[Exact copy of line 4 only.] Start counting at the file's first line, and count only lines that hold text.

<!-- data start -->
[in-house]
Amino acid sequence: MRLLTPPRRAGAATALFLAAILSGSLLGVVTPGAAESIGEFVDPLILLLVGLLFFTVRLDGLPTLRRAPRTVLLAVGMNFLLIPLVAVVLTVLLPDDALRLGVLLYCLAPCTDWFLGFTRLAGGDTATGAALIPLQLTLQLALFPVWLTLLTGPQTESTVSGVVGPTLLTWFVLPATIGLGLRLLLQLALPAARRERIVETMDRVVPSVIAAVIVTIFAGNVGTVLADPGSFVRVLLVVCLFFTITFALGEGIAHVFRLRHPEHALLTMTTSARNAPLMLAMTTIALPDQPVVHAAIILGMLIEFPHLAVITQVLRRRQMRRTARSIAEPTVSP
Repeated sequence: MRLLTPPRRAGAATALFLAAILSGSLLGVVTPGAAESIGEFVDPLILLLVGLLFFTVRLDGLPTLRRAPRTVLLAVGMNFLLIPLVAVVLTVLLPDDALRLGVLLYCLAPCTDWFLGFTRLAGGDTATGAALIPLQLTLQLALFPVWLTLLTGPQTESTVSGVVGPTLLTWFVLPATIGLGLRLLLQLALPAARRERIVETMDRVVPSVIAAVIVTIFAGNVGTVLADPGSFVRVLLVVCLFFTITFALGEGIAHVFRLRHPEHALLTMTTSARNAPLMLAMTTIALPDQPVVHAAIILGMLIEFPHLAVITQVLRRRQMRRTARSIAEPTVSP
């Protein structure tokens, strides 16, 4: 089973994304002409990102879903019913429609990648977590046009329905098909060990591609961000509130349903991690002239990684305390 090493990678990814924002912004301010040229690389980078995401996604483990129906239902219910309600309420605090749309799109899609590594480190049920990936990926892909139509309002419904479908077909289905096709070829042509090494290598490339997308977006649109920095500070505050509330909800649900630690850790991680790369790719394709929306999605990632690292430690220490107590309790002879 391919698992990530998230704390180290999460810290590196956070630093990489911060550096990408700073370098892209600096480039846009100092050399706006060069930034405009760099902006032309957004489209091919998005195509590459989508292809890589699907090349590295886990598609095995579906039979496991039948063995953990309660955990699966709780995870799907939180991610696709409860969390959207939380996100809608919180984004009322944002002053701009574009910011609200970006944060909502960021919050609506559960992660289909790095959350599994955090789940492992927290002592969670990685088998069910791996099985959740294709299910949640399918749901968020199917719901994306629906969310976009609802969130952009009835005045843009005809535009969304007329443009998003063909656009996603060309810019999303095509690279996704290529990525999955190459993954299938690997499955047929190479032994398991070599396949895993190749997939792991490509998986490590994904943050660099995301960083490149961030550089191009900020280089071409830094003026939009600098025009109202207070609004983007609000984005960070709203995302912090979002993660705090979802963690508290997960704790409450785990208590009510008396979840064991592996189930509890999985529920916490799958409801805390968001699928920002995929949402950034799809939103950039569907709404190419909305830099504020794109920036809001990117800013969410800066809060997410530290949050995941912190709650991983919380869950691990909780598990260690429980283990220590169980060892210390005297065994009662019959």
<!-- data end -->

């Protein structure tokens, strides 16, 4: 089973994304002409990102879903019913429609990648977590046009329905098909060990591609961000509130349903991690002239990684305390 090493990678990814924002912004301010040229690389980078995401996604483990129906239902219910309600309420605090749309799109899609590594480190049920990936990926892909139509309002419904479908077909289905096709070829042509090494290598490339997308977006649109920095500070505050509330909800649900630690850790991680790369790719394709929306999605990632690292430690220490107590309790002879 391919698992990530998230704390180290999460810290590196956070630093990489911060550096990408700073370098892209600096480039846009100092050399706006060069930034405009760099902006032309957004489209091919998005195509590459989508292809890589699907090349590295886990598609095995579906039979496991039948063995953990309660955990699966709780995870799907939180991610696709409860969390959207939380996100809608919180984004009322944002002053701009574009910011609200970006944060909502960021919050609506559960992660289909790095959350599994955090789940492992927290002592969670990685088998069910791996099985959740294709299910949640399918749901968020199917719901994306629906969310976009609802969130952009009835005045843009005809535009969304007329443009998003063909656009996603060309810019999303095509690279996704290529990525999955190459993954299938690997499955047929190479032994398991070599396949895993190749997939792991490509998986490590994904943050660099995301960083490149961030550089191009900020280089071409830094003026939009600098025009109202207070609004983007609000984005960070709203995302912090979002993660705090979802963690508290997960704790409450785990208590009510008396979840064991592996189930509890999985529920916490799958409801805390968001699928920002995929949402950034799809939103950039569907709404190419909305830099504020794109920036809001990117800013969410800066809060997410530290949050995941912190709650991983919380869950691990909780598990260690429980283990220590169980060892210390005297065994009662019959």